When you think about the forms imagination can take,
it can take place anywhere between the nightmare and the dream.
That’s part of the thinking that goes into developing a social or political artwork.
— Suzanne Lacy
The American Dream Project is our most dramatic public artwork to date. We installed it during the Republican and Democratic conventions in Cleveland and Philadelphia. This enormous sculpture in ice disappeared in less than 4 hours at both sites highlighting the erosion of opportunity and social equality. Melting one of the central tenets of postwar America suspends disbelief and as the sculpture wept through its transformation, the action compelled people to bear witness to ideas and concepts they may only subconsciously feel.
ArtsEverywhere, a project of the Musagetes Foundation, supported the live streaming and short-term writers’ residencies in both cities offering writers, poets and journalists the chance to write and blog about the event and its significance. The City Club of Cleveland, the oldest free speech organization in the country, hosted a teach-in featuring community leaders and artists on the role of art and politics. Hear the podcast. In Philadelphia a public reading of texts on the state of America by noted authors will take place as the sculpture melts.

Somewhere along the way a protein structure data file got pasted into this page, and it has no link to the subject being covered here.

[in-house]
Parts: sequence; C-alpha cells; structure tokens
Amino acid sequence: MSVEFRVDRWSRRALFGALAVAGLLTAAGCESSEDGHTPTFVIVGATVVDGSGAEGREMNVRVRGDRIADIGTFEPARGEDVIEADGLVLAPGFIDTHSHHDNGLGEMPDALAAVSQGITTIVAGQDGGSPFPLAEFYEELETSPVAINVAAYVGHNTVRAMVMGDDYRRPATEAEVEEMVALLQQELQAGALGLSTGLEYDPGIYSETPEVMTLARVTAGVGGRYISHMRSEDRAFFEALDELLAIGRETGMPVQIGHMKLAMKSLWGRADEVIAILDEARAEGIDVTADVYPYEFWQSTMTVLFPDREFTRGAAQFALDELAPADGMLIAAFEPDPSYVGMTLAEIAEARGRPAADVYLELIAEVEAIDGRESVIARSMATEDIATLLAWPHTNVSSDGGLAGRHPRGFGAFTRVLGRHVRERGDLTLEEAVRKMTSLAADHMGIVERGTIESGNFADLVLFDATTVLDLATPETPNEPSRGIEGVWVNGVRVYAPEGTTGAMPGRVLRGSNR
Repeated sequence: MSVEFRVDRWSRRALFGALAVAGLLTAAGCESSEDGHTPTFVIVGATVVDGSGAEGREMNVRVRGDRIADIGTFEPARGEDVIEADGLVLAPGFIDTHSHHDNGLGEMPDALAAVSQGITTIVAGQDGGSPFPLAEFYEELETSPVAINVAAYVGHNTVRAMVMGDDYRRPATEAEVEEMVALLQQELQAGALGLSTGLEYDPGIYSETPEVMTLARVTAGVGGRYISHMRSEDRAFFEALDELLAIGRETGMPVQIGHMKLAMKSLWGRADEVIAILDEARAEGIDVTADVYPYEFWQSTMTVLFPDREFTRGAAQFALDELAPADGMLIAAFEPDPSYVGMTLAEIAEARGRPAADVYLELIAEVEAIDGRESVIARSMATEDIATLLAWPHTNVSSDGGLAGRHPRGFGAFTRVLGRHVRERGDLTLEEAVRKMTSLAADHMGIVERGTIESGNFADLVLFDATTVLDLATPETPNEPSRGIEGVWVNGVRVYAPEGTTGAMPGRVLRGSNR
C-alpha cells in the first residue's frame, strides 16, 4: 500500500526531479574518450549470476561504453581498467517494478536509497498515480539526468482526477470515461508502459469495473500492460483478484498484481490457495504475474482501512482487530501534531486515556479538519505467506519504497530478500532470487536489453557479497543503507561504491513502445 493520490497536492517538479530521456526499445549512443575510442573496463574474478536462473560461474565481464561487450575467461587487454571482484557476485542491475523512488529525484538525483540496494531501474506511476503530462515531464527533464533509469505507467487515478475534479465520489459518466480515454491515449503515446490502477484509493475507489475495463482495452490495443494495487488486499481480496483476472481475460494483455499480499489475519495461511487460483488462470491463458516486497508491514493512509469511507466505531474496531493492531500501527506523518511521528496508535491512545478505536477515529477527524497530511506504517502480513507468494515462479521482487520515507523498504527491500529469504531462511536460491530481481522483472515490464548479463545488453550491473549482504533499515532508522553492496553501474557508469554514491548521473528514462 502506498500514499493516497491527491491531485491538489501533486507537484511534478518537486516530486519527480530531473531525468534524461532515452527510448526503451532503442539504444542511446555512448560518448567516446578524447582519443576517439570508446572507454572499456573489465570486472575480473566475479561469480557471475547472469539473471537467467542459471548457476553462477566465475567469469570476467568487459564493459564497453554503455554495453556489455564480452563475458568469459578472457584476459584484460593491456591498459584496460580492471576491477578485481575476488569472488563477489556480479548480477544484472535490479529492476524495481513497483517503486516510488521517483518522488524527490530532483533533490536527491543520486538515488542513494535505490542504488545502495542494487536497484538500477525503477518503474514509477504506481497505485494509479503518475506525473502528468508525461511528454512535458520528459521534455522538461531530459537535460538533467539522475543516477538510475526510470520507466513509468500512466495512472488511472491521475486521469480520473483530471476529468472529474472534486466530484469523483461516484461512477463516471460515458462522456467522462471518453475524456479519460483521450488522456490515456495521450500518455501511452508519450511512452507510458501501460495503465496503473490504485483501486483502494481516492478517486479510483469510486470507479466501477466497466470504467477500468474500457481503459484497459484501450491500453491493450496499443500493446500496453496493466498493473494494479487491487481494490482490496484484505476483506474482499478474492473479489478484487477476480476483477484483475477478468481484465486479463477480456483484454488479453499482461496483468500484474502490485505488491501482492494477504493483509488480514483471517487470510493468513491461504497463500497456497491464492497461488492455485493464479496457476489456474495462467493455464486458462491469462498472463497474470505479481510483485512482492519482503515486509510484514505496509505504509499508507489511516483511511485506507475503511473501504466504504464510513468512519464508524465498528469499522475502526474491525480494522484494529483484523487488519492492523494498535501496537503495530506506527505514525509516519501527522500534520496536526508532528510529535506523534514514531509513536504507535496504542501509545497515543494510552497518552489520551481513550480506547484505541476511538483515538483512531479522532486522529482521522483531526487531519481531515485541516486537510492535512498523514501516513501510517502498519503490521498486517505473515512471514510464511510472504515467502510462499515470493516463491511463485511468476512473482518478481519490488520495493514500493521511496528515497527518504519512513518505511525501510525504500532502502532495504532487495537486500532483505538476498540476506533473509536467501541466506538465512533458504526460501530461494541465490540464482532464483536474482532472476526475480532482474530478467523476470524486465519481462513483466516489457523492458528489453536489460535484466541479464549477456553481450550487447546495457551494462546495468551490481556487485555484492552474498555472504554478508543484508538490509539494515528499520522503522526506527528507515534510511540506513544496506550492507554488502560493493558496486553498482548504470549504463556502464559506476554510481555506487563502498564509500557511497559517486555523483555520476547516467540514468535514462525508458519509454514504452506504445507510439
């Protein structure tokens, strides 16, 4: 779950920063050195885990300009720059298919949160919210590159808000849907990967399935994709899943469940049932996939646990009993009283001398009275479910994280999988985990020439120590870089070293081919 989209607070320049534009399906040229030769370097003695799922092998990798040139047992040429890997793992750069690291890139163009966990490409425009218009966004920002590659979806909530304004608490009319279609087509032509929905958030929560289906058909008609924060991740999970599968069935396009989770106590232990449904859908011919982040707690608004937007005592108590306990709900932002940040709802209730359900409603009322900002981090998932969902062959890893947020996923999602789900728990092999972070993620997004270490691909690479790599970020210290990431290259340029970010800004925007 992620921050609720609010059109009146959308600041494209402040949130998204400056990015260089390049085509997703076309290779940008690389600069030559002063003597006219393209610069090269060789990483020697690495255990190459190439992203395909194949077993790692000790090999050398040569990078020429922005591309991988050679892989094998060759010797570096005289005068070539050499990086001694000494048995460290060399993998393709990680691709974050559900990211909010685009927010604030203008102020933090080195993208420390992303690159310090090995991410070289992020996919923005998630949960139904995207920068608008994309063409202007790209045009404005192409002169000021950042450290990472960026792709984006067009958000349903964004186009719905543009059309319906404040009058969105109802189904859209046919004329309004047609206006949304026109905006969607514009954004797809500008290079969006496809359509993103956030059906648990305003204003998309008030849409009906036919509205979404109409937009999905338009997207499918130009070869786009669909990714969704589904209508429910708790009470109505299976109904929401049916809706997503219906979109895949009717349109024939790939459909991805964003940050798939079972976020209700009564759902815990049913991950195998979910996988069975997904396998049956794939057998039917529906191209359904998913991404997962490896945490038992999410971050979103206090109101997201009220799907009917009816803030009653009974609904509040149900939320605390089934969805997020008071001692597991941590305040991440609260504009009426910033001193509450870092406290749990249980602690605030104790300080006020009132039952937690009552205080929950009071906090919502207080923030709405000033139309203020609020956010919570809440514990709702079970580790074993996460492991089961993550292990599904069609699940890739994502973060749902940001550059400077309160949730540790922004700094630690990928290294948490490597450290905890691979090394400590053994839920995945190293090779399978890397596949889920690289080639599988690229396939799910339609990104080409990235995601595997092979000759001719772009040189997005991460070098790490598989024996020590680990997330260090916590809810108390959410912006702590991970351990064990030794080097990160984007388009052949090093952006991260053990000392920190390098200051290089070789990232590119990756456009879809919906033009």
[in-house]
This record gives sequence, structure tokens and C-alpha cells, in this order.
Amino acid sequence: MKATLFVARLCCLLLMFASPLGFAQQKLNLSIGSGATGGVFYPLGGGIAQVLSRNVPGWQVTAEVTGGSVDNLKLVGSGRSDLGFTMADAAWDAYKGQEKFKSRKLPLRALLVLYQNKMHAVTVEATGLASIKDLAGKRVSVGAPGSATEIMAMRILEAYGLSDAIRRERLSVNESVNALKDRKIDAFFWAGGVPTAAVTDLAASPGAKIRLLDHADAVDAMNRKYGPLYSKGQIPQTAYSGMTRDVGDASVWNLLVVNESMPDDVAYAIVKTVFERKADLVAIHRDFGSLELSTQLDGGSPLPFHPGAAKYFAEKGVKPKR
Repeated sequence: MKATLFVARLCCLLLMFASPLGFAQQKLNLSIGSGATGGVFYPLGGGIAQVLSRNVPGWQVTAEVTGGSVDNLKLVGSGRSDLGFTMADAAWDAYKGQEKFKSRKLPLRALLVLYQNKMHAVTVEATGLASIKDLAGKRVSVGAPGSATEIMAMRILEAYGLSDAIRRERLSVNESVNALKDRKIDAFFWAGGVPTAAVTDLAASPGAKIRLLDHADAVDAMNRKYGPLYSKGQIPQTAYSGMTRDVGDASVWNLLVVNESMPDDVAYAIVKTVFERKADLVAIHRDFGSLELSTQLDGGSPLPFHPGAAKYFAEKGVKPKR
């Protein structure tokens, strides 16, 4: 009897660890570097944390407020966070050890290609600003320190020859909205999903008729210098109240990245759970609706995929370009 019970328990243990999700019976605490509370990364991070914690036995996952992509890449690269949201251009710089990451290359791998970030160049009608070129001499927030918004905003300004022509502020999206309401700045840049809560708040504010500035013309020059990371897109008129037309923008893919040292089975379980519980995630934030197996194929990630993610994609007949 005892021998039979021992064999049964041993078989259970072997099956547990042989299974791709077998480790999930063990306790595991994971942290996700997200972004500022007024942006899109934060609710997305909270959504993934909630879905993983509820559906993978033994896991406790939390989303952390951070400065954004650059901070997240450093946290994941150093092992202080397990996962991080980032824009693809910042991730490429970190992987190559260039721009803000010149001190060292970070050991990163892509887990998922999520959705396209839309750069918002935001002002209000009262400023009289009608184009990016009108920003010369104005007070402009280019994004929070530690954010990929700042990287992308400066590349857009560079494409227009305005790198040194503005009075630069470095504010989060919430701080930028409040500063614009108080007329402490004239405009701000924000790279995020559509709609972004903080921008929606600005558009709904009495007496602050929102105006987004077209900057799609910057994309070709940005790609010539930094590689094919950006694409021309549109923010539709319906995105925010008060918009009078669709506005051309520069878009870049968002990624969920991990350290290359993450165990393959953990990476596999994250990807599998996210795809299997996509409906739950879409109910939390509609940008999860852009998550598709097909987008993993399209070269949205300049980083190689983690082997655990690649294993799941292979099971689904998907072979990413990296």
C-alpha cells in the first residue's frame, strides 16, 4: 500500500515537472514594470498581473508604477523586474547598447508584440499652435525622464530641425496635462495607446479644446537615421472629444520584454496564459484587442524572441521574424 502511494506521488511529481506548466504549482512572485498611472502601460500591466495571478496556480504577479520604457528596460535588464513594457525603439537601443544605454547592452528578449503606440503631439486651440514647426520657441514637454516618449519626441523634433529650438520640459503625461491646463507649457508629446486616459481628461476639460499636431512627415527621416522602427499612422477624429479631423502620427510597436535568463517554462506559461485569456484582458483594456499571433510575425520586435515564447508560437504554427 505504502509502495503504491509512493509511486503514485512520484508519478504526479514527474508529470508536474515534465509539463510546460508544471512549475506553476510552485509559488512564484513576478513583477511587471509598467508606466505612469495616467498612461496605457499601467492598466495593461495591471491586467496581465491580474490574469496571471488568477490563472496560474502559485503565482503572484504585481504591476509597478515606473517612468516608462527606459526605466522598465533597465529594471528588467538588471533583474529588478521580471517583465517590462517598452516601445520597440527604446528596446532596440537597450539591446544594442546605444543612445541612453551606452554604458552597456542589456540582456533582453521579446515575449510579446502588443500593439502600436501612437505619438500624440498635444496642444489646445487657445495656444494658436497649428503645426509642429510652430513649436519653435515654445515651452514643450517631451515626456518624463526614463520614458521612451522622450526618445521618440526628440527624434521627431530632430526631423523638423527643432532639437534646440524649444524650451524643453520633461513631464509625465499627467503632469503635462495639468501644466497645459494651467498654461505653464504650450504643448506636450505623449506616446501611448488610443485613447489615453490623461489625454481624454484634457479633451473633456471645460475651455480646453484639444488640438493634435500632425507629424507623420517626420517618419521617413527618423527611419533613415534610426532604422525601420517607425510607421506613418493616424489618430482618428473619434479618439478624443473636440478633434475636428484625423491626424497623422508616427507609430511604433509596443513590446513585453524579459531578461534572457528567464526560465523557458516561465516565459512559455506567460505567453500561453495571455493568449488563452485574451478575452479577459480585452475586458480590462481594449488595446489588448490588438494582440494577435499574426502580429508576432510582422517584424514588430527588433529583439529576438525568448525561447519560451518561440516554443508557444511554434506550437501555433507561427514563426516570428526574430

The American Dream Project is dedicated to Michael Ratner 1943–2016